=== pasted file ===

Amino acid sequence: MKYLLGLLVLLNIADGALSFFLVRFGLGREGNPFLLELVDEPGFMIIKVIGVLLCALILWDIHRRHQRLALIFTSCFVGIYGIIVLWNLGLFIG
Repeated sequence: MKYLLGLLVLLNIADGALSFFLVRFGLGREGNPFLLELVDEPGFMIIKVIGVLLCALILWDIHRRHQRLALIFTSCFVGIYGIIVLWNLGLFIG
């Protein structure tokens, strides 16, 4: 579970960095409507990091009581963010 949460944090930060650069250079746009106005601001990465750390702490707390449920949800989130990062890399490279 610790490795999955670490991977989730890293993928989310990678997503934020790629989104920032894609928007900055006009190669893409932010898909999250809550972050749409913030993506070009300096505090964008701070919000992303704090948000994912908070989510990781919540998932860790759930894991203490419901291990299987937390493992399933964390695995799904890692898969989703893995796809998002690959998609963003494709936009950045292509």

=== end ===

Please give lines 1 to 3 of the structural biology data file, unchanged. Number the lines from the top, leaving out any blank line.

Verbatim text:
Amino acid sequence: MKYLLGLLVLLNIADGALSFFLVRFGLGREGNPFLLELVDEPGFMIIKVIGVLLCALILWDIHRRHQRLALIFTSCFVGIYGIIVLWNLGLFIG
Repeated sequence: MKYLLGLLVLLNIADGALSFFLVRFGLGREGNPFLLELVDEPGFMIIKVIGVLLCALILWDIHRRHQRLALIFTSCFVGIYGIIVLWNLGLFIG
């Protein structure tokens, strides 16, 4: 579970960095409507990091009581963010 949460944090930060650069250079746009106005601001990465750390702490707390449920949800989130990062890399490279 610790490795999955670490991977989730890293993928989310990678997503934020790629989104920032894609928007900055006009190669893409932010898909999250809550972050749409913030993506070009300096505090964008701070919000992303704090948000994912908070989510990781919540998932860790759930894991203490419901291990299987937390493992399933964390695995799904890692898969989703893995796809998002690959998609963003494709936009950045292509």